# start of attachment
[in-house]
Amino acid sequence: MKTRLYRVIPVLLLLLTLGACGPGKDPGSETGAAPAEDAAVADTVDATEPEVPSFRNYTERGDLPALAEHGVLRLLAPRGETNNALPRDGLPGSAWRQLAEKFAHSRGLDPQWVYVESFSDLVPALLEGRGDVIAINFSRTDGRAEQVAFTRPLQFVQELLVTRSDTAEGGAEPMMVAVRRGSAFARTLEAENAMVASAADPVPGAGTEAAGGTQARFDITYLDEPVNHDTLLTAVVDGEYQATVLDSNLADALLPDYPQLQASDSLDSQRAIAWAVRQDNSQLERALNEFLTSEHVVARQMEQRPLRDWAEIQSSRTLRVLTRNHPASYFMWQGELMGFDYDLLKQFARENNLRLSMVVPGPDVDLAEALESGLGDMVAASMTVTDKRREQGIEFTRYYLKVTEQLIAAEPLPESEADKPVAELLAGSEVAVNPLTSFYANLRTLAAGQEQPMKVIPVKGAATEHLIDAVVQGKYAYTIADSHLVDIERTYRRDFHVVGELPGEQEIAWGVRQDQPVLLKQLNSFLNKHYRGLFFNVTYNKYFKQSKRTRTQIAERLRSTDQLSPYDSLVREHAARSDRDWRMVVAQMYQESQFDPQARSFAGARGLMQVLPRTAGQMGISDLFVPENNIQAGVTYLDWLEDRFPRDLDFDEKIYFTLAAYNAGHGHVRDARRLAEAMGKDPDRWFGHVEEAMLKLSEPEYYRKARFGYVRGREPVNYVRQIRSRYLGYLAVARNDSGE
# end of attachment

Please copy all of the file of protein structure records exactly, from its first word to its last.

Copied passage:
[in-house]
Amino acid sequence: MKTRLYRVIPVLLLLLTLGACGPGKDPGSETGAAPAEDAAVADTVDATEPEVPSFRNYTERGDLPALAEHGVLRLLAPRGETNNALPRDGLPGSAWRQLAEKFAHSRGLDPQWVYVESFSDLVPALLEGRGDVIAINFSRTDGRAEQVAFTRPLQFVQELLVTRSDTAEGGAEPMMVAVRRGSAFARTLEAENAMVASAADPVPGAGTEAAGGTQARFDITYLDEPVNHDTLLTAVVDGEYQATVLDSNLADALLPDYPQLQASDSLDSQRAIAWAVRQDNSQLERALNEFLTSEHVVARQMEQRPLRDWAEIQSSRTLRVLTRNHPASYFMWQGELMGFDYDLLKQFARENNLRLSMVVPGPDVDLAEALESGLGDMVAASMTVTDKRREQGIEFTRYYLKVTEQLIAAEPLPESEADKPVAELLAGSEVAVNPLTSFYANLRTLAAGQEQPMKVIPVKGAATEHLIDAVVQGKYAYTIADSHLVDIERTYRRDFHVVGELPGEQEIAWGVRQDQPVLLKQLNSFLNKHYRGLFFNVTYNKYFKQSKRTRTQIAERLRSTDQLSPYDSLVREHAARSDRDWRMVVAQMYQESQFDPQARSFAGARGLMQVLPRTAGQMGISDLFVPENNIQAGVTYLDWLEDRFPRDLDFDEKIYFTLAAYNAGHGHVRDARRLAEAMGKDPDRWFGHVEEAMLKLSEPEYYRKARFGYVRGREPVNYVRQIRSRYLGYLAVARNDSGE